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The Errors of Keynes

Rallo goes relentlessly after other Keynesian concepts. The famous “investment multiplier” requires idle resources of all factors of production. More precisely, for Keynes to be right you need voluntary unemployment of all factors of production plus idle capacity in consumer goods' industries. If there is no voluntary unemployment of all factors, government stimulation of new projects will lead to bottlenecks as factors are bid away from profitable investment projects. If all types of factors are idle, but there is no capacity in consumer goods industries, then government stimulus will raise prices of consumer goods and lead to a shortening of the structure of production. If, however, there is a general idleness of factors and idle capacities in consumer goods industries, why is there no voluntary agreement between owners of factors of production and entrepreneurs?

Another important Keynesian idea that Rallo tackles is the famous liquidity trap. A liquidity trap exists when, in a depressed economy, interest rates are very low. In such a situation Keynes regards monetary policy as useless, because speculators will just hoard newly produced money. Speculators will not invest in bonds because they are at maximum prices and will fall when interest rates finally rise. At this point monetary policy becomes impotent. Public spending becomes necessary to stimulate aggregate demand.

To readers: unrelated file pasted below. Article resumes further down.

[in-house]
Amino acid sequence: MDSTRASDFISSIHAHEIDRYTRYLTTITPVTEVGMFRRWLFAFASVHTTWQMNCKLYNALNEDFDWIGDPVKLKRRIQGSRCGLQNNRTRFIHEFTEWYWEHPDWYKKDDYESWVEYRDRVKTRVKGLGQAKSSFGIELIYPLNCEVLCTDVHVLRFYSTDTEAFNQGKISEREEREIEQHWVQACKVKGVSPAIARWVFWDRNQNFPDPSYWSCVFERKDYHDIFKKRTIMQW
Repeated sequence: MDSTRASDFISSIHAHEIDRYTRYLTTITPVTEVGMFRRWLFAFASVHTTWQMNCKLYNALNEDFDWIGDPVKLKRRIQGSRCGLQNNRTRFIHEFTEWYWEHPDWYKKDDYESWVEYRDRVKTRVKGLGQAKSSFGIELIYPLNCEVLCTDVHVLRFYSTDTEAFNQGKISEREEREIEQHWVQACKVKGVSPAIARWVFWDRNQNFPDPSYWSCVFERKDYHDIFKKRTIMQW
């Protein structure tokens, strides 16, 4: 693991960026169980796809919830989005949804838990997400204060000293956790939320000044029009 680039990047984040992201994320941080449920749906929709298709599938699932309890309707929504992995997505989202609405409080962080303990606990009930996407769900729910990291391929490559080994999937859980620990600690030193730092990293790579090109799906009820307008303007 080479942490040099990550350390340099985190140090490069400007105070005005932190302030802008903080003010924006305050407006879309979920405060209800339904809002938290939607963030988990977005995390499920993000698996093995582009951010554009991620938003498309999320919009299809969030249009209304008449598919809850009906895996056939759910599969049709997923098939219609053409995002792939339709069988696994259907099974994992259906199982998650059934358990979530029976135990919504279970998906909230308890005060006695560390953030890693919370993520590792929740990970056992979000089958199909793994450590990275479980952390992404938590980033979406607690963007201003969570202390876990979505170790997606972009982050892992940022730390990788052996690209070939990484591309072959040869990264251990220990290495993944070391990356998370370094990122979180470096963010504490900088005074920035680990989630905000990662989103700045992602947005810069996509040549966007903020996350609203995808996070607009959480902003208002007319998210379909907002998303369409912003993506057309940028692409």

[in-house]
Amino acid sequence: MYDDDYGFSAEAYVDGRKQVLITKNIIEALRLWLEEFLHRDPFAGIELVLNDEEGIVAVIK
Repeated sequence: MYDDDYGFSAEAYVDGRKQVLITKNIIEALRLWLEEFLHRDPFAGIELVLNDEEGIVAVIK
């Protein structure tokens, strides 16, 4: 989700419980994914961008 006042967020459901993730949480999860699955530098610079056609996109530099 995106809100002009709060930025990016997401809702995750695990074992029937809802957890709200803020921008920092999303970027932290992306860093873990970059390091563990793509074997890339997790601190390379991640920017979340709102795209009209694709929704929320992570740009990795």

Rallo shows that after an artificial boom, in a situation where there are many malinvestments and a general over-indebtedness in the economy, there is indeed almost no demand for loans even at very low interest rates. We are actually faced with an illiquidity trap, as agents struggle to improve their liquidity. They want to reduce their debts and not take on more loans. The monetary policy of low interest rates actually worsens the situation, because with low interest rates, there is no incentive to prepay and cancel debts (because their present value is raised). The solution to this situation of general uncertainty is hoarding, stable institutions, the liquidation of malinvestment and the reduction of debts.

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